Coping With Pain

Decent Essays
Coping with pain and adverse experiences of physical conditions (Physical symptoms)
Pain is defined as “an unpleasant sensory and emotional experience associated with actual or potential tissue damage, or described in terms of such damage” (Merskey et al., 1979). The medical conditions are various in different types of pain; acute (procedure-related pain, postoperative pain, trauma-associated pain, acute pain due to chronic illness), recurrent, and chronic pain.
Pain present unique challenges for health care professionals because individual gets differently so the clinician should avoid to discrete a medical and a psychiatric etiology for the pain. An integrative biopsychosocial approach to assessment, formulation and multidisciplinary management
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- Developmental
- Medical and pain history - Passive coping strategies: behavioral disengagement, self-isolation, catastrophizing
- Anxiety sensitivity
- Poor self esteem - Family functioning: disorganized, unclear communication, high conflict or negative affect
- Pain model in family
Precipitating - Medical and pain - Pain perception
- Stress - conflict with others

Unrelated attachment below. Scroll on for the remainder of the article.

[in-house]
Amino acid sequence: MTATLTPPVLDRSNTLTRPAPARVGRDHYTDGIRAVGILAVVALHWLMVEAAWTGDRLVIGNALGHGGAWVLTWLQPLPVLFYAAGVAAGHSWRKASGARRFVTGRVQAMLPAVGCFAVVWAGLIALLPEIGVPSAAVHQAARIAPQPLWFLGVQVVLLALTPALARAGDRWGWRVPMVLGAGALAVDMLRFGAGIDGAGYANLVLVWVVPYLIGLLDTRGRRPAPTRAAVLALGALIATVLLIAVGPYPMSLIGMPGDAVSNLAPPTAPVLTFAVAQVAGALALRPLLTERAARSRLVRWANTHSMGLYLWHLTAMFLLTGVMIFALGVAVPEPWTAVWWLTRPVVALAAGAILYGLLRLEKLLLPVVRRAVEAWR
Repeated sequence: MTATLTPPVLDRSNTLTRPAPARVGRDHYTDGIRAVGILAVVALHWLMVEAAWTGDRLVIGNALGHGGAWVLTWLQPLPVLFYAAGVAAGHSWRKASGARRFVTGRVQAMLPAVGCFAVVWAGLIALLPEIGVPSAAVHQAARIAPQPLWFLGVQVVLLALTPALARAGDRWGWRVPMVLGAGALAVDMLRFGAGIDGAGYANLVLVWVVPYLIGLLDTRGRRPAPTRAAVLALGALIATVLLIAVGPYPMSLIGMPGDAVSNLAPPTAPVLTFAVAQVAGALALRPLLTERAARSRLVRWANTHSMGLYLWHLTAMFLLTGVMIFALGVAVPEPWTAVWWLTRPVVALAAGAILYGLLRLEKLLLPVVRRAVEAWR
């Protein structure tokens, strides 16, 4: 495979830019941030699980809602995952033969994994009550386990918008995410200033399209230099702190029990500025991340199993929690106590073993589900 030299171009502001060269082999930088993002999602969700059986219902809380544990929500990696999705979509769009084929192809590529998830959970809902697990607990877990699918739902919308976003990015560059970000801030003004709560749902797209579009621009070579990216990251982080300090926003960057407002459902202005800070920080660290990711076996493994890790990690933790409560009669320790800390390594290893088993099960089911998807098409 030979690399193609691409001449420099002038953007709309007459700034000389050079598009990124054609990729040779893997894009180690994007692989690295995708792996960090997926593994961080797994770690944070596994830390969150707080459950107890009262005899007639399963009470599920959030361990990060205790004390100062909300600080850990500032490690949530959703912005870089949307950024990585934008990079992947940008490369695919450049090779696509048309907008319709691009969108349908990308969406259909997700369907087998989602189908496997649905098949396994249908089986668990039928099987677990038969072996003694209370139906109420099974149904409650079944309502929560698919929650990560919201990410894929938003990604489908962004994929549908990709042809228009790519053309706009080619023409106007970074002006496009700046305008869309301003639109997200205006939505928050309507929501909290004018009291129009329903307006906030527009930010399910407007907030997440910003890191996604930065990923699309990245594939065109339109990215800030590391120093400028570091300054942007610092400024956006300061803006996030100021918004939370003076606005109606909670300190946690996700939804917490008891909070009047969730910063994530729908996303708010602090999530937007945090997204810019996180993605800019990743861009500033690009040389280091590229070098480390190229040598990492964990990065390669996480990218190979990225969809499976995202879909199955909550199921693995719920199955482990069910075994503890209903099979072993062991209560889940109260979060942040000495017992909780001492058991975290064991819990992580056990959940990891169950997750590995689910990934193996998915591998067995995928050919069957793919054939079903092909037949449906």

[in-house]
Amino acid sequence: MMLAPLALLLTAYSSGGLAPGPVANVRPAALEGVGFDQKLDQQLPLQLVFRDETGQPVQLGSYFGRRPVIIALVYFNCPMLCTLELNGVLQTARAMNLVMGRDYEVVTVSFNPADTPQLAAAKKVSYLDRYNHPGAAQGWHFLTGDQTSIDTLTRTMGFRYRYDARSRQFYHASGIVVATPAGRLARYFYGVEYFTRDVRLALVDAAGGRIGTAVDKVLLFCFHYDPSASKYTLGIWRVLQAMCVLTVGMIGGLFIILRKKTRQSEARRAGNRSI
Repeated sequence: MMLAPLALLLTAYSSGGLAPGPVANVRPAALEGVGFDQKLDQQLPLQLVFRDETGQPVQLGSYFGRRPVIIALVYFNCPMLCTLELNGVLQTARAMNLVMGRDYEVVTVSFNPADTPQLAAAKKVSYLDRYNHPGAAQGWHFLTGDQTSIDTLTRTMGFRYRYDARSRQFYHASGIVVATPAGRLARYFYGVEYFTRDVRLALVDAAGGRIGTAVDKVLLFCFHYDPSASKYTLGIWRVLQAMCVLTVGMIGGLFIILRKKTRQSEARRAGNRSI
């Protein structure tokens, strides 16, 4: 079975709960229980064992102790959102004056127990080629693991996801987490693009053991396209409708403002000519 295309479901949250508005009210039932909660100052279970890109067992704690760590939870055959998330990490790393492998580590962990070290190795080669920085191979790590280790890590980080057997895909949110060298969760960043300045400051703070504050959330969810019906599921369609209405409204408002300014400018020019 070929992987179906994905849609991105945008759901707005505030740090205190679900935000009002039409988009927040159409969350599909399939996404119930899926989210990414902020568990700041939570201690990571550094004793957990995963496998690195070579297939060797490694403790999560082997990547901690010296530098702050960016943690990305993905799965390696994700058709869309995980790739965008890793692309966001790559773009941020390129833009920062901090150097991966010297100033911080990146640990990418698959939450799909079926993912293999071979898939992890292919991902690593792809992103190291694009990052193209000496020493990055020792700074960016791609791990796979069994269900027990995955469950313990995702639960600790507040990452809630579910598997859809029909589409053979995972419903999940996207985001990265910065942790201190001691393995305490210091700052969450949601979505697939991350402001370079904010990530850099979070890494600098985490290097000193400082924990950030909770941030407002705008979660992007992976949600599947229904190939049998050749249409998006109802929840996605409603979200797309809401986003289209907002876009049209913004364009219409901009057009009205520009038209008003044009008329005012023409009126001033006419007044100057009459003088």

Perpetuating - Pain symptom: Intensity Characteristics, Distribution
- Comorbid symptoms: Fatigue, Functional status, Quality of life, Sleep disturbance - Emotional functioning: Depression, Anxiety, Anger
- Cognitions: Coping strategies, Catastrophizing, Self-efficacy to manage pain - Family functioning,
- Parental catastrophizing
- Parental anxiety
-Parental depression
- Overprotective parental
-School functioning: limited social activity, poor interaction with peers
Protective - Good IQ - Control coping: acceptance, cognitive reappraisal, distraction - Good family and peer support
- Good quality of
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The results for the effects of different intervention types (CBT, Relaxation, and Biofeedback) on pain, disability, and emotional functioning at post-treatment. All three interventions yielded positive effects on clinically significant pain reduction, with odds ratios of 4.13 (CBT), 9.93 (Relaxation), and 23.34 (Biofeedback). Disability was only available in studies of CBT, with a small and non-significant effect (SMD = −0.24, 95% CI −0.51, 0.03). Emotional functioning was included in 5 CBT trials (SMD = −0.09, 95% CI −0.40, 0.21) and one Biofeedback trial (SMD = −0.15, 95% CI −0.91, 0.61), producing similar small and non-significant results (Eccleston C et al,
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